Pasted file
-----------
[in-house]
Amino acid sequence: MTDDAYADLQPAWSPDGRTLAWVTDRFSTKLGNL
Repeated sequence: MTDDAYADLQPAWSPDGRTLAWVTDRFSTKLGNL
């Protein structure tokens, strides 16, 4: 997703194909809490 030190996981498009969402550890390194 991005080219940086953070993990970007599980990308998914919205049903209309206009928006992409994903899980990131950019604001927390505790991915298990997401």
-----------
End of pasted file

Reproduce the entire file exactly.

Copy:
[in-house]
Amino acid sequence: MTDDAYADLQPAWSPDGRTLAWVTDRFSTKLGNL
Repeated sequence: MTDDAYADLQPAWSPDGRTLAWVTDRFSTKLGNL
């Protein structure tokens, strides 16, 4: 997703194909809490 030190996981498009969402550890390194 991005080219940086953070993990970007599980990308998914919205049903209309206009928006992409994903899980990131950019604001927390505790991915298990997401």